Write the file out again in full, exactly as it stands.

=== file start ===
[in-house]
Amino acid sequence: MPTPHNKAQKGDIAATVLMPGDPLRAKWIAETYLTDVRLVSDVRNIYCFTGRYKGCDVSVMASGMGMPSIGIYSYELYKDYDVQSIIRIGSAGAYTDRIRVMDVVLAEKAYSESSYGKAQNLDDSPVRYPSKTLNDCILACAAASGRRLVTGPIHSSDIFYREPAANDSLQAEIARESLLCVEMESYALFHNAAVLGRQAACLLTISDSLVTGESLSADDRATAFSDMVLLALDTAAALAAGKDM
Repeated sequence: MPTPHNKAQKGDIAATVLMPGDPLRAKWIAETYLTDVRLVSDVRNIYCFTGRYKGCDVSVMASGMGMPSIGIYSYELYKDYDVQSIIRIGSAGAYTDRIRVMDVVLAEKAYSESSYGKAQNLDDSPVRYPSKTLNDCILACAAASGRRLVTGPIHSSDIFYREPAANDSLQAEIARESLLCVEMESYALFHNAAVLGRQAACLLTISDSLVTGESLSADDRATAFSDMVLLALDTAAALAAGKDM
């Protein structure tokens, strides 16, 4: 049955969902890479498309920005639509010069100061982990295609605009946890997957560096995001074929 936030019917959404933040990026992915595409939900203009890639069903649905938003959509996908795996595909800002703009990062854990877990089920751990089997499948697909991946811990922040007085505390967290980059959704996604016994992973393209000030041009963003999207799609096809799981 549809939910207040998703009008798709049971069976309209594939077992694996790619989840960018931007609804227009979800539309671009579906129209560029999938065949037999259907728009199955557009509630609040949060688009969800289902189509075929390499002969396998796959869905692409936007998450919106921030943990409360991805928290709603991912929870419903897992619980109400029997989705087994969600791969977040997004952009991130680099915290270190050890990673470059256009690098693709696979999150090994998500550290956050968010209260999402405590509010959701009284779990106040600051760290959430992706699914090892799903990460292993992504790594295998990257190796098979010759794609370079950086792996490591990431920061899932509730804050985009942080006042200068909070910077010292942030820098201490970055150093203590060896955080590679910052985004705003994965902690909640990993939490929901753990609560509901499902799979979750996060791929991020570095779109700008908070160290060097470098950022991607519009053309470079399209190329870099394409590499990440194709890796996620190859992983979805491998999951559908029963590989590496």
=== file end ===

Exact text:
[in-house]
Amino acid sequence: MPTPHNKAQKGDIAATVLMPGDPLRAKWIAETYLTDVRLVSDVRNIYCFTGRYKGCDVSVMASGMGMPSIGIYSYELYKDYDVQSIIRIGSAGAYTDRIRVMDVVLAEKAYSESSYGKAQNLDDSPVRYPSKTLNDCILACAAASGRRLVTGPIHSSDIFYREPAANDSLQAEIARESLLCVEMESYALFHNAAVLGRQAACLLTISDSLVTGESLSADDRATAFSDMVLLALDTAAALAAGKDM
Repeated sequence: MPTPHNKAQKGDIAATVLMPGDPLRAKWIAETYLTDVRLVSDVRNIYCFTGRYKGCDVSVMASGMGMPSIGIYSYELYKDYDVQSIIRIGSAGAYTDRIRVMDVVLAEKAYSESSYGKAQNLDDSPVRYPSKTLNDCILACAAASGRRLVTGPIHSSDIFYREPAANDSLQAEIARESLLCVEMESYALFHNAAVLGRQAACLLTISDSLVTGESLSADDRATAFSDMVLLALDTAAALAAGKDM
């Protein structure tokens, strides 16, 4: 049955969902890479498309920005639509010069100061982990295609605009946890997957560096995001074929 936030019917959404933040990026992915595409939900203009890639069903649905938003959509996908795996595909800002703009990062854990877990089920751990089997499948697909991946811990922040007085505390967290980059959704996604016994992973393209000030041009963003999207799609096809799981 549809939910207040998703009008798709049971069976309209594939077992694996790619989840960018931007609804227009979800539309671009579906129209560029999938065949037999259907728009199955557009509630609040949060688009969800289902189509075929390499002969396998796959869905692409936007998450919106921030943990409360991805928290709603991912929870419903897992619980109400029997989705087994969600791969977040997004952009991130680099915290270190050890990673470059256009690098693709696979999150090994998500550290956050968010209260999402405590509010959701009284779990106040600051760290959430992706699914090892799903990460292993992504790594295998990257190796098979010759794609370079950086792996490591990431920061899932509730804050985009942080006042200068909070910077010292942030820098201490970055150093203590060896955080590679910052985004705003994965902690909640990993939490929901753990609560509901499902799979979750996060791929991020570095779109700008908070160290060097470098950022991607519009053309470079399209190329870099394409590499990440194709890796996620190859992983979805491998999951559908029963590989590496």